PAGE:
At least 61 dead, over 100 others wounded in explosion that ripped through crowd of protesters.
A powerful explosion on Saturday ripped through crowds of minority Shia Hazaras in Kabul who had gathered to protest over a power line, killing at least 61 people and leaving over 100 others wounded, officials said.
No group has so far claimed responsibility for the blast, but it comes in the middle of the Taliban’s annual summer offensive, which the insurgents are ramping up after a brief lull during the recent holy fasting month of Ramzan.
The scene of the blast was littered with charred bodies and dismembered limbs, with ambulances struggling to reach the scene as authorities had overnight blocked key intersections with stacked shipping containers to impede movement of the protesters.
“At least 20 people have been killed and another 160 others wounded, but these are initial figures from our hospitals and could change,” said health ministry spokesman Mohammad Ismail Kawoosi. Another official later amended the death toll to 61, adding that over 100 people were injured.
Thousands of demonstrators had gathered to demand that a multimillion-dollar power line pass through their electricity-starved province of Bamiyan, one of the most deprived areas of Afghanistan with a large Hazara population.
“The horrific attack on a group of peaceful protestors in Kabul demonstrates the utter disregard that armed groups have for human life,” Amnesty International said in a statement. “Such attacks are a reminder that the conflict in Afghanistan is not winding down, as some believe, but escalating, with consequences for the human rights situation in the country that should alarm us all.”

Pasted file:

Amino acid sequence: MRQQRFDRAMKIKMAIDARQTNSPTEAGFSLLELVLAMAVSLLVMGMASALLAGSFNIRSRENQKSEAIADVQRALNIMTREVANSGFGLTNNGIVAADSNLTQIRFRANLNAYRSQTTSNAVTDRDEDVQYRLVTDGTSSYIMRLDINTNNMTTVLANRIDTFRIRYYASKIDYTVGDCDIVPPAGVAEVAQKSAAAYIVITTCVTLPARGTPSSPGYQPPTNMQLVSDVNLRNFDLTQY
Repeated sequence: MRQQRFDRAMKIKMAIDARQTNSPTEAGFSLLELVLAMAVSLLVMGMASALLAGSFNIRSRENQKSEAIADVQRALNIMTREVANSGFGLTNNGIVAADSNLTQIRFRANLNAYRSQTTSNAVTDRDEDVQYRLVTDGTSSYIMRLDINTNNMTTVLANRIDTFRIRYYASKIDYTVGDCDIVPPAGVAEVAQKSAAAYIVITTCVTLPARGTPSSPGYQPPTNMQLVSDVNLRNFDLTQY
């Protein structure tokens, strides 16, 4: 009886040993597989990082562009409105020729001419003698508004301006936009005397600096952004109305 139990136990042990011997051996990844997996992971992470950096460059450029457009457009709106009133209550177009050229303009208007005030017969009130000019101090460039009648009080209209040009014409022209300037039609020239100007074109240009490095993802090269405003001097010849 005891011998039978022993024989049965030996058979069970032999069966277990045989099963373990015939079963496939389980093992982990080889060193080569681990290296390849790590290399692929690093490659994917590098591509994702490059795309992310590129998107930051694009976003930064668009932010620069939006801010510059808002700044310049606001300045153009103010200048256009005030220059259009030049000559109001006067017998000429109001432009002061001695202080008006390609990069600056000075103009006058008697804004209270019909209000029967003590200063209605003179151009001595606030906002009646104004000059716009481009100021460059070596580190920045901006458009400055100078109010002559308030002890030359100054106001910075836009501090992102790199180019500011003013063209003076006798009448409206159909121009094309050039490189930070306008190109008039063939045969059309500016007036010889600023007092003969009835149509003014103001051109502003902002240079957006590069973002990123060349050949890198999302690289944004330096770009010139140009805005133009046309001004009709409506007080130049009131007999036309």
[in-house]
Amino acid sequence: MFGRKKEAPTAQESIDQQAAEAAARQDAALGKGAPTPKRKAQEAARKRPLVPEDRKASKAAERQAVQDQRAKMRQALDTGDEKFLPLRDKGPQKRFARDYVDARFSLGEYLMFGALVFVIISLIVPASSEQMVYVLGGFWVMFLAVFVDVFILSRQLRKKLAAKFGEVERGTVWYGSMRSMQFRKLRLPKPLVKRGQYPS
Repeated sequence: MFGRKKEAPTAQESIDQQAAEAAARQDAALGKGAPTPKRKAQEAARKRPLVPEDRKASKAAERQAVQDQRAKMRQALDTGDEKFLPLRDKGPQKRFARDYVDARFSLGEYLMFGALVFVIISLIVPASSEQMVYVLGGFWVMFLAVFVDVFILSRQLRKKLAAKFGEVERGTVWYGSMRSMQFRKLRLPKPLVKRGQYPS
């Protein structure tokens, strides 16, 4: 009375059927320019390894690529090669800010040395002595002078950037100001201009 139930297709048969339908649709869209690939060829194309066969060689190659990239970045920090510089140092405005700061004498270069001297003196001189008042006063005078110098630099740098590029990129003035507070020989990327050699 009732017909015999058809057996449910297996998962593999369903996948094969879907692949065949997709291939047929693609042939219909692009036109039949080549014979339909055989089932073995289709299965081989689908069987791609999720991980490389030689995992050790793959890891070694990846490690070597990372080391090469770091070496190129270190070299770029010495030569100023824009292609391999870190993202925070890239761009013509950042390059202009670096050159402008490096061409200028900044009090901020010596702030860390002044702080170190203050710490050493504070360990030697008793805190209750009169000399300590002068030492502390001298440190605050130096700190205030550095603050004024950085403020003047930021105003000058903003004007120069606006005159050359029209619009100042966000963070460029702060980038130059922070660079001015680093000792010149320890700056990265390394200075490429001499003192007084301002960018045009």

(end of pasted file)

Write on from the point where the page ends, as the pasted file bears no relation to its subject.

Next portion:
In a statement, Afghan President Ashraf Ghani said he was “deeply saddened” by the carnage, adding that the casualties included security officials. “Peaceful protest is the right of every citizen, but opportunist terrorists infiltrated the crowds and carried out the attack, killing and injuring a number of citizens including some security forces.”
The protest march was largely peaceful before the explosion struck as the demonstrators sought to march on the presidential palace, waving flags and chanting slogans such as “death to discrimination.”
The 500-kilovolt TUTAP power line, which would connect the Central Asian nations of Turkmenistan, Uzbekistan and Tajikistan with electricity-hungry Afghanistan and Pakistan, was originally set to pass through the central province. But the government re-routed it through the mountainous Salang pass north of Kabul, saying the shorter route would speed up the project and save millions of dollars.